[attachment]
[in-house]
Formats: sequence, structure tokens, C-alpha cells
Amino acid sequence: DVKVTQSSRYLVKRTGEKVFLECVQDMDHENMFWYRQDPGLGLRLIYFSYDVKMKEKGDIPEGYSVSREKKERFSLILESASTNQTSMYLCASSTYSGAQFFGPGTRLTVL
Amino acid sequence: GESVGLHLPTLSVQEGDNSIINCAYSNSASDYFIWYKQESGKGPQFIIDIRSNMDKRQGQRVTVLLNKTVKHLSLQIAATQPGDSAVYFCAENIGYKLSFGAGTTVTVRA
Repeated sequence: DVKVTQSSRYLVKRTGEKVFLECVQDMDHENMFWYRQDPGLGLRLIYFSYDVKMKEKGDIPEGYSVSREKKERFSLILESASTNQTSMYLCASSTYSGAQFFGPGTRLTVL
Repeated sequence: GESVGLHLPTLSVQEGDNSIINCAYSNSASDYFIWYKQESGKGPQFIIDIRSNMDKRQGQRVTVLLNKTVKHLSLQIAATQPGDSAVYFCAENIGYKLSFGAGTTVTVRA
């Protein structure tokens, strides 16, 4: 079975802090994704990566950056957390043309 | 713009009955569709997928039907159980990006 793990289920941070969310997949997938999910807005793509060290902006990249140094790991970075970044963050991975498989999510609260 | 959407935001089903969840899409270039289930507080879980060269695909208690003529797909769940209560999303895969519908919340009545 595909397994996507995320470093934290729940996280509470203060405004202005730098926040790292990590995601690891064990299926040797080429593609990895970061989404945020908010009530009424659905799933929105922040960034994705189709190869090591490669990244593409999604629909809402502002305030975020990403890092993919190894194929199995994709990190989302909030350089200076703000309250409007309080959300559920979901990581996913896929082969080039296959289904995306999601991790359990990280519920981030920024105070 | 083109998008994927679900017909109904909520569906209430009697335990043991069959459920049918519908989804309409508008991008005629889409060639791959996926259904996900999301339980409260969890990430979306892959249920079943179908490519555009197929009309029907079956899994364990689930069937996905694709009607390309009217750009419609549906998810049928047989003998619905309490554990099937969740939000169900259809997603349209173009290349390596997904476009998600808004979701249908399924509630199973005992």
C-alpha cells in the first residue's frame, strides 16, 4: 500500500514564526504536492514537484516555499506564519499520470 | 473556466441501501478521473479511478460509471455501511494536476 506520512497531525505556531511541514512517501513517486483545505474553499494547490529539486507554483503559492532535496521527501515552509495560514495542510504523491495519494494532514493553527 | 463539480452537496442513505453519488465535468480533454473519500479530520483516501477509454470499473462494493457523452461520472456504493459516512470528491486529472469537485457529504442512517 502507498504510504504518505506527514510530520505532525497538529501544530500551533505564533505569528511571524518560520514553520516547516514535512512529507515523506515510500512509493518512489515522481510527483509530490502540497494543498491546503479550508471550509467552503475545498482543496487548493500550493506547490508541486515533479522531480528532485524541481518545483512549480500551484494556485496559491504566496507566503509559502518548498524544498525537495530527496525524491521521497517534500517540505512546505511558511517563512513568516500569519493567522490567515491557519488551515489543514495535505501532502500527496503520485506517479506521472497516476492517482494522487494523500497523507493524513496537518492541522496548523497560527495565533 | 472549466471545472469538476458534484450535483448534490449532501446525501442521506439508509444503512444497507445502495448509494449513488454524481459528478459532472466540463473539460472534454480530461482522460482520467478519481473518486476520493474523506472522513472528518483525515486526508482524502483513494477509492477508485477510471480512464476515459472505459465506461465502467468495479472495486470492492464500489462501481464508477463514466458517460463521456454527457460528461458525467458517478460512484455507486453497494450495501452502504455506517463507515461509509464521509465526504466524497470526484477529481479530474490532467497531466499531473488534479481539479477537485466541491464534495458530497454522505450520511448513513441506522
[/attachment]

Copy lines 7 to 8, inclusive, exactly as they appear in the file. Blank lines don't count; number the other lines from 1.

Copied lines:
């Protein structure tokens, strides 16, 4: 079975802090994704990566950056957390043309 | 713009009955569709997928039907159980990006 793990289920941070969310997949997938999910807005793509060290902006990249140094790991970075970044963050991975498989999510609260 | 959407935001089903969840899409270039289930507080879980060269695909208690003529797909769940209560999303895969519908919340009545 595909397994996507995320470093934290729940996280509470203060405004202005730098926040790292990590995601690891064990299926040797080429593609990895970061989404945020908010009530009424659905799933929105922040960034994705189709190869090591490669990244593409999604629909809402502002305030975020990403890092993919190894194929199995994709990190989302909030350089200076703000309250409007309080959300559920979901990581996913896929082969080039296959289904995306999601991790359990990280519920981030920024105070 | 083109998008994927679900017909109904909520569906209430009697335990043991069959459920049918519908989804309409508008991008005629889409060639791959996926259904996900999301339980409260969890990430979306892959249920079943179908490519555009197929009309029907079956899994364990689930069937996905694709009607390309009217750009419609549906998810049928047989003998619905309490554990099937969740939000169900259809997603349209173009290349390596997904476009998600808004979701249908399924509630199973005992």
C-alpha cells in the first residue's frame, strides 16, 4: 500500500514564526504536492514537484516555499506564519499520470 | 473556466441501501478521473479511478460509471455501511494536476 506520512497531525505556531511541514512517501513517486483545505474553499494547490529539486507554483503559492532535496521527501515552509495560514495542510504523491495519494494532514493553527 | 463539480452537496442513505453519488465535468480533454473519500479530520483516501477509454470499473462494493457523452461520472456504493459516512470528491486529472469537485457529504442512517 502507498504510504504518505506527514510530520505532525497538529501544530500551533505564533505569528511571524518560520514553520516547516514535512512529507515523506515510500512509493518512489515522481510527483509530490502540497494543498491546503479550508471550509467552503475545498482543496487548493500550493506547490508541486515533479522531480528532485524541481518545483512549480500551484494556485496559491504566496507566503509559502518548498524544498525537495530527496525524491521521497517534500517540505512546505511558511517563512513568516500569519493567522490567515491557519488551515489543514495535505501532502500527496503520485506517479506521472497516476492517482494522487494523500497523507493524513496537518492541522496548523497560527495565533 | 472549466471545472469538476458534484450535483448534490449532501446525501442521506439508509444503512444497507445502495448509494449513488454524481459528478459532472466540463473539460472534454480530461482522460482520467478519481473518486476520493474523506472522513472528518483525515486526508482524502483513494477509492477508485477510471480512464476515459472505459465506461465502467468495479472495486470492492464500489462501481464508477463514466458517460463521456454527457460528461458525467458517478460512484455507486453497494450495501452502504455506517463507515461509509464521509465526504466524497470526484477529481479530474490532467497531466499531473488534479481539479477537485466541491464534495458530497454522505450520511448513513441506522